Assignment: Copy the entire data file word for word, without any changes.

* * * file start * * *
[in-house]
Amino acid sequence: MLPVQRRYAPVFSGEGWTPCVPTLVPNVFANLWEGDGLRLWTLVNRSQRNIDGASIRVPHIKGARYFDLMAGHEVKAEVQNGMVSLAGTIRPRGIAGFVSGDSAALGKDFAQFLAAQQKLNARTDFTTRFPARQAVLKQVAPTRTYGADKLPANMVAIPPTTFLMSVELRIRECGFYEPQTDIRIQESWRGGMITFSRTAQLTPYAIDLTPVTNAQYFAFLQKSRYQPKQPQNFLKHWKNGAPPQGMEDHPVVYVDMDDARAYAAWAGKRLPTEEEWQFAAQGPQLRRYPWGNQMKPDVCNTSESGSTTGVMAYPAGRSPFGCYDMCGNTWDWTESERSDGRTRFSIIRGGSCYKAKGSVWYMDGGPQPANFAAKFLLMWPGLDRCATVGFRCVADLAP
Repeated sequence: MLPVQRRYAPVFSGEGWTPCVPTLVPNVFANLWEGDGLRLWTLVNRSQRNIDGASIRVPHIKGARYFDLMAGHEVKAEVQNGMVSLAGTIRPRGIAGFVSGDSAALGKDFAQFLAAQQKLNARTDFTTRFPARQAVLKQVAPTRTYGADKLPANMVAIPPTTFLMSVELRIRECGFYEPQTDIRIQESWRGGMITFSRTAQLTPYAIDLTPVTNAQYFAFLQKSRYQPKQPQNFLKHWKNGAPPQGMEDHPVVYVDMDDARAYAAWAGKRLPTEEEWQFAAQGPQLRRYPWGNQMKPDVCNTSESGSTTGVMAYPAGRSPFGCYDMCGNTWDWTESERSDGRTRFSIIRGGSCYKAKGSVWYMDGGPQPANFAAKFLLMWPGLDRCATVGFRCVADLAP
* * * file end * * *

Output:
[in-house]
Amino acid sequence: MLPVQRRYAPVFSGEGWTPCVPTLVPNVFANLWEGDGLRLWTLVNRSQRNIDGASIRVPHIKGARYFDLMAGHEVKAEVQNGMVSLAGTIRPRGIAGFVSGDSAALGKDFAQFLAAQQKLNARTDFTTRFPARQAVLKQVAPTRTYGADKLPANMVAIPPTTFLMSVELRIRECGFYEPQTDIRIQESWRGGMITFSRTAQLTPYAIDLTPVTNAQYFAFLQKSRYQPKQPQNFLKHWKNGAPPQGMEDHPVVYVDMDDARAYAAWAGKRLPTEEEWQFAAQGPQLRRYPWGNQMKPDVCNTSESGSTTGVMAYPAGRSPFGCYDMCGNTWDWTESERSDGRTRFSIIRGGSCYKAKGSVWYMDGGPQPANFAAKFLLMWPGLDRCATVGFRCVADLAP
Repeated sequence: MLPVQRRYAPVFSGEGWTPCVPTLVPNVFANLWEGDGLRLWTLVNRSQRNIDGASIRVPHIKGARYFDLMAGHEVKAEVQNGMVSLAGTIRPRGIAGFVSGDSAALGKDFAQFLAAQQKLNARTDFTTRFPARQAVLKQVAPTRTYGADKLPANMVAIPPTTFLMSVELRIRECGFYEPQTDIRIQESWRGGMITFSRTAQLTPYAIDLTPVTNAQYFAFLQKSRYQPKQPQNFLKHWKNGAPPQGMEDHPVVYVDMDDARAYAAWAGKRLPTEEEWQFAAQGPQLRRYPWGNQMKPDVCNTSESGSTTGVMAYPAGRSPFGCYDMCGNTWDWTESERSDGRTRFSIIRGGSCYKAKGSVWYMDGGPQPANFAAKFLLMWPGLDRCATVGFRCVADLAP